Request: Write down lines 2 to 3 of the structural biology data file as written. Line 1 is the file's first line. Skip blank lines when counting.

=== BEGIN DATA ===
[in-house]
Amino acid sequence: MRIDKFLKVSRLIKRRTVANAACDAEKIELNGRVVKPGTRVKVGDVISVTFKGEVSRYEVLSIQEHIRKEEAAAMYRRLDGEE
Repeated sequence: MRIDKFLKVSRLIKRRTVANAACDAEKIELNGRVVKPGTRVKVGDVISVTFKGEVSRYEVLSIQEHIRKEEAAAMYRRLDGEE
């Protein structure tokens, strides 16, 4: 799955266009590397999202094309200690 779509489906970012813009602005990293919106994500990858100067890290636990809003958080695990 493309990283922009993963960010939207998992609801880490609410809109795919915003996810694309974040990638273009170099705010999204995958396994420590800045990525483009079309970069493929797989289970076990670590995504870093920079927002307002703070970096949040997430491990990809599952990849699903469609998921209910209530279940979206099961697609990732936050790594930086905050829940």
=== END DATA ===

Amino acid sequence: MRIDKFLKVSRLIKRRTVANAACDAEKIELNGRVVKPGTRVKVGDVISVTFKGEVSRYEVLSIQEHIRKEEAAAMYRRLDGEE
Repeated sequence: MRIDKFLKVSRLIKRRTVANAACDAEKIELNGRVVKPGTRVKVGDVISVTFKGEVSRYEVLSIQEHIRKEEAAAMYRRLDGEE